My favorite single indicator of housing market strength is the
This ratio is called “months of inventory,” because it measures how
many months it would take to sell the current amount of inventory at
the current sales pace. Thus it is a handy single indicator of both
supply and demand. It also happens to be very predictive of
near-term price changes (a relationship which I first learned of
from the great Bill McBride).
Getting on with the current state of affairs: the
months-of-inventory ratio (let’s called it MI for this post!) shows
that the market has cooled off quite a bit in recent months. Here’s
a graph of MI for each month over the past almost-4 years:
Up until May, MI had been cruising along at levels that are pretty
typical for recent years (although well above 2017’s level). After
that, however, it started to rise and now stands as the weakest (by
this metric) August in the past four years.
I noted that 2017 was a very tight market, with low months of
inventory. August’s MI was up 44% year over year! However, the above
graph shows that we aren’t that far above 2015 levels, and the next
graph shows that MI is still below levels it hit in 2014:
So, there’s nothing extraordinary or panic-worthy here… the market
is a good amount weaker than it was in recent times, but that’s
coming from a very hot market, so things are still very much in the
realm of normalcy at this time.
The increase in MI is coming from both sides — higher inventory,
and lower sales. Of the two, the increase in inventory is more
pronounced compared to last year… inventory is up 26% while sales
are down 13% from Auguest 2017:
Prices were accordingly pretty weak… here’s MI (inverted) vs. the
monthly price change:
And here’s the same chart zooming in on recent years, with the scale
changed to reflect the hypothesis that in the post-Redfin etc era,
there is a “new normal” for lower months of inventory (thanks to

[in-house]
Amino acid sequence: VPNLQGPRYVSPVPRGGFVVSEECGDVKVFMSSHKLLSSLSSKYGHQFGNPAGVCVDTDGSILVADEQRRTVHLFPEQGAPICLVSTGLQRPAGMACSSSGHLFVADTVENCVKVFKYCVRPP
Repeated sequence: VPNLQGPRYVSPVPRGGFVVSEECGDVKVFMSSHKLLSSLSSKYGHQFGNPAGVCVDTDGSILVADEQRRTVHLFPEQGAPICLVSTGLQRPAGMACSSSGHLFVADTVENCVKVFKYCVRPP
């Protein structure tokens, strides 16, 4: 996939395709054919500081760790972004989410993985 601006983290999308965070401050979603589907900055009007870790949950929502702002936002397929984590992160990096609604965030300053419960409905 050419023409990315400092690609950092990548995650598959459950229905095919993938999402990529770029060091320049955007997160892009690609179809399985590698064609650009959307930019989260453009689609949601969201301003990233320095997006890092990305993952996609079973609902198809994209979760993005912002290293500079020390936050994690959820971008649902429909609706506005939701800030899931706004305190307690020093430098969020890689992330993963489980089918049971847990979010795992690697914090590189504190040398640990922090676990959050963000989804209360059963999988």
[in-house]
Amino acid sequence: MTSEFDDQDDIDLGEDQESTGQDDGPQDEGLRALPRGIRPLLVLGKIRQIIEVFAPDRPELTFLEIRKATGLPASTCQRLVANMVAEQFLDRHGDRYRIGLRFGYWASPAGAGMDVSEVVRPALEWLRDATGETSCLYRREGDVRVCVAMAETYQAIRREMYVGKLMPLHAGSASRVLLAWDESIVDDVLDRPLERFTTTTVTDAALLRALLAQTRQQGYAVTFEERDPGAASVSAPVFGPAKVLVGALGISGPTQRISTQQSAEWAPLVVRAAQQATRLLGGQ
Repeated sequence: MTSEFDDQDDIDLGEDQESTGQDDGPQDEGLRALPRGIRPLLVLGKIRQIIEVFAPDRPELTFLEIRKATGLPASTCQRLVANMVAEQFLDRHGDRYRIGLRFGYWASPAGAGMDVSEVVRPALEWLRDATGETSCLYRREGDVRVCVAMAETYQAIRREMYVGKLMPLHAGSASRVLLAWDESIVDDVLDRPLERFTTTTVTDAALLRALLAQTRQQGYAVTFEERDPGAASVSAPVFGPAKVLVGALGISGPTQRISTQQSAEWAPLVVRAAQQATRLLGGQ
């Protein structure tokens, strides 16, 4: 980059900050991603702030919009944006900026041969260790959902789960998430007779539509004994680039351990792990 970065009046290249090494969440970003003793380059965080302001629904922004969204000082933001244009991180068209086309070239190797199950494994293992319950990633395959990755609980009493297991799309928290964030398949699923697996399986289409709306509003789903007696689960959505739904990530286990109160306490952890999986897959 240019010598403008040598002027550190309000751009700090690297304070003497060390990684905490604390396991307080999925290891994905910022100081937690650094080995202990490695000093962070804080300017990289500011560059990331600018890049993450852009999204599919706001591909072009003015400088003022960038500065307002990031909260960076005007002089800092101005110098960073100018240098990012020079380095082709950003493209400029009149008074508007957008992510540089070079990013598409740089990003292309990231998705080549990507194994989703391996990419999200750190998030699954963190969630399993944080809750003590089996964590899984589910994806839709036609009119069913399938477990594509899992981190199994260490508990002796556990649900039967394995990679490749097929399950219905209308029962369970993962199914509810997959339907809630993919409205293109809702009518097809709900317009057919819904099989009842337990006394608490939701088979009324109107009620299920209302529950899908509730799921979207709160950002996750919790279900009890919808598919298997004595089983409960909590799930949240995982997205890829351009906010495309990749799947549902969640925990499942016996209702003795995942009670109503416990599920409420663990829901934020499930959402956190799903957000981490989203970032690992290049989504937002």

reader gzz for that idea):
For the first time in quite a while, we may be looking at some
softness or weakening of prices. We’ll see what the typical slow
fall season brings. In the meantime, here’s prices up til now:
I suspect very strongly that mortgage rates are playing a role. Over
the past year, the 30 year mortgage rate has increased by over 80
bps. This is, relatively, a pretty huge jump given that the low was
about 3.8%… going from 3.8% to 4.6% amounts to about a 10%
increase in monthly payments. Add that to the ~5% increase in prices
over that time, and affordability has gotten a whole lot worse. The
increase in months of inventory suggests that we may finally be
nearing the affordability tipping point, where buyers can’t take it
More graphs below!
It is funny how quickly the
It is funny how quickly the market can turn. I guess the question is if case shiller will turn negative based on price/sf prediction. If so, we may fall back below the prior peak again. Especially if a recession hits in the next two years, we may have a hard time keeping prices above the peak. In which case, CNBC Dianne will write an article in 2022 on how prices are below what it was 15 years ago and how housing it terrible— and that will be exactly the time to jump all in again….
Rising interest rates. Airbnb
Rising interest rates. Airbnb regulations. Chinese capital controls working. I am not surprised with slow down. And it is a good thing. Trees do not grow to the sky and house prices cannot grow at 8% forever.
The difference with 2004-5 is the lack of mania driving the prices. In 2004 my two postdoc friends were looking at townhomes to buy to make “15% a year”, a PhD student was trying to find a parcel of land in Alpine so he did not “get shut out of the market”. Fortunately, none of them managed to buy. PB bubble, Rich, and Dr Housing were lonely voices.
I haven’t heard the same sort of mania this time. And lots of people has been predicting a slow down/crash.
Don’t forget about the new
Don’t forget about the new tax rules that limit deductions. Lots of things working against rising house prices which is why i’m shocked that they are as high as they are. Still isn’t a “normal” market considered 6 months of inventory?
That doesn’t appear to be the
That doesn’t appear to be the case any more (if it ever was), see the last chart…
Is there a way to look at
Is there a way to look at inventory data going back to 2002? It feels like 2004-5
San Diego was #1 for income
San Diego was #1 for income growth in the 50 largest US metro areas!
This site says San Diego’s average apartment rents went up 5.0% between Aug 2017 and Aug 2018, better than the 3.1% national figure.
Here is a second source saying San Diego rent growth was about 5%:
Would you sell a rental given Rich’s 7% YoY reported price increase and this 5% YoY rent increase in the background of strong economic growth and regulation/labor costs that make new construction very difficult? Not me! I am starting to feel like a boomer on my first purchase with my property tax bill less than half of what it should be.